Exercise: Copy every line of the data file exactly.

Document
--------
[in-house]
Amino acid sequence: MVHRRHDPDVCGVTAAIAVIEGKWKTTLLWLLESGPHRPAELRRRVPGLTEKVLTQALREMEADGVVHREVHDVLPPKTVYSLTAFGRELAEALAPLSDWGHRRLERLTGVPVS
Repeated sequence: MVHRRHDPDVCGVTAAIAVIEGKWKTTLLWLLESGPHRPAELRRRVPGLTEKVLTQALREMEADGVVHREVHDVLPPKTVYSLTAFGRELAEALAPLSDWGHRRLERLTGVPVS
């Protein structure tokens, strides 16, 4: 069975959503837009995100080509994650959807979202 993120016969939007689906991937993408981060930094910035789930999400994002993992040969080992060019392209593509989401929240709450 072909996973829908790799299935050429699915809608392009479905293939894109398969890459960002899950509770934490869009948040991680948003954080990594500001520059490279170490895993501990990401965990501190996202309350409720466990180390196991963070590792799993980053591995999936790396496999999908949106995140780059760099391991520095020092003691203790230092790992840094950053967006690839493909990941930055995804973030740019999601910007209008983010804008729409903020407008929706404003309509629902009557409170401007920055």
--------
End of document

[in-house]
Amino acid sequence: MVHRRHDPDVCGVTAAIAVIEGKWKTTLLWLLESGPHRPAELRRRVPGLTEKVLTQALREMEADGVVHREVHDVLPPKTVYSLTAFGRELAEALAPLSDWGHRRLERLTGVPVS
Repeated sequence: MVHRRHDPDVCGVTAAIAVIEGKWKTTLLWLLESGPHRPAELRRRVPGLTEKVLTQALREMEADGVVHREVHDVLPPKTVYSLTAFGRELAEALAPLSDWGHRRLERLTGVPVS
């Protein structure tokens, strides 16, 4: 069975959503837009995100080509994650959807979202 993120016969939007689906991937993408981060930094910035789930999400994002993992040969080992060019392209593509989401929240709450 072909996973829908790799299935050429699915809608392009479905293939894109398969890459960002899950509770934490869009948040991680948003954080990594500001520059490279170490895993501990990401965990501190996202309350409720466990180390196991963070590792799993980053591995999936790396496999999908949106995140780059760099391991520095020092003691203790230092790992840094950053967006690839493909990941930055995804973030740019999601910007209008983010804008729409903020407008929706404003309509629902009557409170401007920055």